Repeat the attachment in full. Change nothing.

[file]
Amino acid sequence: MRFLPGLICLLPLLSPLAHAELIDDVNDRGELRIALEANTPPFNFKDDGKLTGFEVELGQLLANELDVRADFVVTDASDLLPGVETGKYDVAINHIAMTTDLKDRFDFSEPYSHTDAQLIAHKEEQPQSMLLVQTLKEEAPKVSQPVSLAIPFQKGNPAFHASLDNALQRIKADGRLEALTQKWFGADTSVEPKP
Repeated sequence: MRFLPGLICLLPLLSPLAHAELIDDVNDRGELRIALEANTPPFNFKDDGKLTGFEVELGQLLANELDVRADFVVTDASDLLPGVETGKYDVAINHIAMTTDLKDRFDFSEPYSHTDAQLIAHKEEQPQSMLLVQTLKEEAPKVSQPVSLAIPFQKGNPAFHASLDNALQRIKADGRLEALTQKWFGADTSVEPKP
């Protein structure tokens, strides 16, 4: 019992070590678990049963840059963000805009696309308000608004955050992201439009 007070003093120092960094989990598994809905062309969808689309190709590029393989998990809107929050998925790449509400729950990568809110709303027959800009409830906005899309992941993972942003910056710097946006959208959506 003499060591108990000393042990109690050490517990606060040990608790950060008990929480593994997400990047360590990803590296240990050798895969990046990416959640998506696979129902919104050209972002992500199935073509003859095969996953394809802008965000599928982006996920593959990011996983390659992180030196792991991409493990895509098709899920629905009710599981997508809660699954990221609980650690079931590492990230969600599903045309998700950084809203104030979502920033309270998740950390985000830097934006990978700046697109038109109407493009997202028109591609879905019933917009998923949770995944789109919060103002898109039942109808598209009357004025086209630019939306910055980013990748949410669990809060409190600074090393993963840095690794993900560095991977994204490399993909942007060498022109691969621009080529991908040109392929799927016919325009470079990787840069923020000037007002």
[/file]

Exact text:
Amino acid sequence: MRFLPGLICLLPLLSPLAHAELIDDVNDRGELRIALEANTPPFNFKDDGKLTGFEVELGQLLANELDVRADFVVTDASDLLPGVETGKYDVAINHIAMTTDLKDRFDFSEPYSHTDAQLIAHKEEQPQSMLLVQTLKEEAPKVSQPVSLAIPFQKGNPAFHASLDNALQRIKADGRLEALTQKWFGADTSVEPKP
Repeated sequence: MRFLPGLICLLPLLSPLAHAELIDDVNDRGELRIALEANTPPFNFKDDGKLTGFEVELGQLLANELDVRADFVVTDASDLLPGVETGKYDVAINHIAMTTDLKDRFDFSEPYSHTDAQLIAHKEEQPQSMLLVQTLKEEAPKVSQPVSLAIPFQKGNPAFHASLDNALQRIKADGRLEALTQKWFGADTSVEPKP
């Protein structure tokens, strides 16, 4: 019992070590678990049963840059963000805009696309308000608004955050992201439009 007070003093120092960094989990598994809905062309969808689309190709590029393989998990809107929050998925790449509400729950990568809110709303027959800009409830906005899309992941993972942003910056710097946006959208959506 003499060591108990000393042990109690050490517990606060040990608790950060008990929480593994997400990047360590990803590296240990050798895969990046990416959640998506696979129902919104050209972002992500199935073509003859095969996953394809802008965000599928982006996920593959990011996983390659992180030196792991991409493990895509098709899920629905009710599981997508809660699954990221609980650690079931590492990230969600599903045309998700950084809203104030979502920033309270998740950390985000830097934006990978700046697109038109109407493009997202028109591609879905019933917009998923949770995944789109919060103002898109039942109808598209009357004025086209630019939306910055980013990748949410669990809060409190600074090393993963840095690794993900560095991977994204490399993909942007060498022109691969621009080529991908040109392929799927016919325009470079990787840069923020000037007002």